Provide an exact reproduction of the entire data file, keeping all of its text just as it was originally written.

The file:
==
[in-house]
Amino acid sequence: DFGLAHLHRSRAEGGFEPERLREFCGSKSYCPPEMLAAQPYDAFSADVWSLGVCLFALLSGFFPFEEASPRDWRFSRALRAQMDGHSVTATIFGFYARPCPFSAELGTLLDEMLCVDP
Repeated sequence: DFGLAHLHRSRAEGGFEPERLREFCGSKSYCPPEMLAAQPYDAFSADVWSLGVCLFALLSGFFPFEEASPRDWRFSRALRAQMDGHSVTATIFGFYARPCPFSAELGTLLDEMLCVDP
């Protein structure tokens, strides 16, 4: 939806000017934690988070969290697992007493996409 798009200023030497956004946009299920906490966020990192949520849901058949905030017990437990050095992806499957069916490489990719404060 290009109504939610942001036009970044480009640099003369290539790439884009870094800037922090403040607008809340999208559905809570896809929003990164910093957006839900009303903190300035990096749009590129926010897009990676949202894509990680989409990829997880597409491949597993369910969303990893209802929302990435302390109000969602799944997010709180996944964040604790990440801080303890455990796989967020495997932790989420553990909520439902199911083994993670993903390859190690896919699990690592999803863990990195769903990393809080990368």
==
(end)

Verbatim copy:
[in-house]
Amino acid sequence: DFGLAHLHRSRAEGGFEPERLREFCGSKSYCPPEMLAAQPYDAFSADVWSLGVCLFALLSGFFPFEEASPRDWRFSRALRAQMDGHSVTATIFGFYARPCPFSAELGTLLDEMLCVDP
Repeated sequence: DFGLAHLHRSRAEGGFEPERLREFCGSKSYCPPEMLAAQPYDAFSADVWSLGVCLFALLSGFFPFEEASPRDWRFSRALRAQMDGHSVTATIFGFYARPCPFSAELGTLLDEMLCVDP
């Protein structure tokens, strides 16, 4: 939806000017934690988070969290697992007493996409 798009200023030497956004946009299920906490966020990192949520849901058949905030017990437990050095992806499957069916490489990719404060 290009109504939610942001036009970044480009640099003369290539790439884009870094800037922090403040607008809340999208559905809570896809929003990164910093957006839900009303903190300035990096749009590129926010897009990676949202894509990680989409990829997880597409491949597993369910969303990893209802929302990435302390109000969602799944997010709180996944964040604790990440801080303890455990796989967020495997932790989420553990909520439902199911083994993670993903390859190690896919699990690592999803863990990195769903990393809080990368």